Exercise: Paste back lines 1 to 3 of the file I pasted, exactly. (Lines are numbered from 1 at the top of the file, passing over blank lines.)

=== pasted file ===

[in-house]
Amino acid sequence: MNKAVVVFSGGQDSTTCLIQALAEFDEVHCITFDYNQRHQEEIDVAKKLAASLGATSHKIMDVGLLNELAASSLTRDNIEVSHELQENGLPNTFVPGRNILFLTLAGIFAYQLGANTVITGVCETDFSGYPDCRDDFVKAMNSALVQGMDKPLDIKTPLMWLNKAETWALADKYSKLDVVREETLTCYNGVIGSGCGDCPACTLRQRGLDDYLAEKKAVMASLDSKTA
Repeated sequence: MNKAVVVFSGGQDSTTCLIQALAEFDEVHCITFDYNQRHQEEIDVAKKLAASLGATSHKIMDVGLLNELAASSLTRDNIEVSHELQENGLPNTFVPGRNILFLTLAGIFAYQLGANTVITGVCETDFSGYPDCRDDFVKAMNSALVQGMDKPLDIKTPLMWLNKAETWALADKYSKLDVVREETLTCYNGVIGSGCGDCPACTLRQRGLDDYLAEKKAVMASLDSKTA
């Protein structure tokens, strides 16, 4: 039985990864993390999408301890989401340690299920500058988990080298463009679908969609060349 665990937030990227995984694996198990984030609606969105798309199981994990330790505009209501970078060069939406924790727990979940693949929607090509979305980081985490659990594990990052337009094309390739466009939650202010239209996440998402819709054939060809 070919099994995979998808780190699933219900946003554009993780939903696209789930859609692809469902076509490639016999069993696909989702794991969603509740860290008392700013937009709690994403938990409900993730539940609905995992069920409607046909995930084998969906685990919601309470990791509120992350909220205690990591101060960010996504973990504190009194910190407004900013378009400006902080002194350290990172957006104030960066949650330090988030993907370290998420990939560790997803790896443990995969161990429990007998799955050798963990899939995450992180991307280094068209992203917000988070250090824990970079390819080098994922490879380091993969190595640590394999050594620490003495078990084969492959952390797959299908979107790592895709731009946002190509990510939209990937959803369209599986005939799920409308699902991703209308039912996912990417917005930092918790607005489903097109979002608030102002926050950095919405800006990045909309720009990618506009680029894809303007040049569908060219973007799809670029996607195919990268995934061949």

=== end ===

[in-house]
Amino acid sequence: MNKAVVVFSGGQDSTTCLIQALAEFDEVHCITFDYNQRHQEEIDVAKKLAASLGATSHKIMDVGLLNELAASSLTRDNIEVSHELQENGLPNTFVPGRNILFLTLAGIFAYQLGANTVITGVCETDFSGYPDCRDDFVKAMNSALVQGMDKPLDIKTPLMWLNKAETWALADKYSKLDVVREETLTCYNGVIGSGCGDCPACTLRQRGLDDYLAEKKAVMASLDSKTA
Repeated sequence: MNKAVVVFSGGQDSTTCLIQALAEFDEVHCITFDYNQRHQEEIDVAKKLAASLGATSHKIMDVGLLNELAASSLTRDNIEVSHELQENGLPNTFVPGRNILFLTLAGIFAYQLGANTVITGVCETDFSGYPDCRDDFVKAMNSALVQGMDKPLDIKTPLMWLNKAETWALADKYSKLDVVREETLTCYNGVIGSGCGDCPACTLRQRGLDDYLAEKKAVMASLDSKTA